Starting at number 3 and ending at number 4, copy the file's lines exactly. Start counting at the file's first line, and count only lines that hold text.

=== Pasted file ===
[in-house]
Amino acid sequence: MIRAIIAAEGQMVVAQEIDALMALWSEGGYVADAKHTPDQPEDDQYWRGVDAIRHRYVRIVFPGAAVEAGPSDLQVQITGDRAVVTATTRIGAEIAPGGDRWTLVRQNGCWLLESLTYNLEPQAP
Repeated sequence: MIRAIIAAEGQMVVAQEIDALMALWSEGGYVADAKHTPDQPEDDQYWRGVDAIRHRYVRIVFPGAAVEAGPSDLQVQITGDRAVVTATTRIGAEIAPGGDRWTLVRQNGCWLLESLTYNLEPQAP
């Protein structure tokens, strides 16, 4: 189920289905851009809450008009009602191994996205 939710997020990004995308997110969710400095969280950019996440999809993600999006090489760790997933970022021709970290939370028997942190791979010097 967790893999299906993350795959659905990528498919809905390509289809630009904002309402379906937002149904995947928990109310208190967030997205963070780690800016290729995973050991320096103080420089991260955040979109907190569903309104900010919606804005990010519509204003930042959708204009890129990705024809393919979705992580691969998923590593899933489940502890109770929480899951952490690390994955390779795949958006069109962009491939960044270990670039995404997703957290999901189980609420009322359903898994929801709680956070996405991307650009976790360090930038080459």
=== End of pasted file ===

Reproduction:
Repeated sequence: MIRAIIAAEGQMVVAQEIDALMALWSEGGYVADAKHTPDQPEDDQYWRGVDAIRHRYVRIVFPGAAVEAGPSDLQVQITGDRAVVTATTRIGAEIAPGGDRWTLVRQNGCWLLESLTYNLEPQAP
């Protein structure tokens, strides 16, 4: 189920289905851009809450008009009602191994996205 939710997020990004995308997110969710400095969280950019996440999809993600999006090489760790997933970022021709970290939370028997942190791979010097 967790893999299906993350795959659905990528498919809905390509289809630009904002309402379906937002149904995947928990109310208190967030997205963070780690800016290729995973050991320096103080420089991260955040979109907190569903309104900010919606804005990010519509204003930042959708204009890129990705024809393919979705992580691969998923590593899933489940502890109770929480899951952490690390994955390779795949958006069109962009491939960044270990670039995404997703957290999901189980609420009322359903898994929801709680956070996405991307650009976790360090930038080459």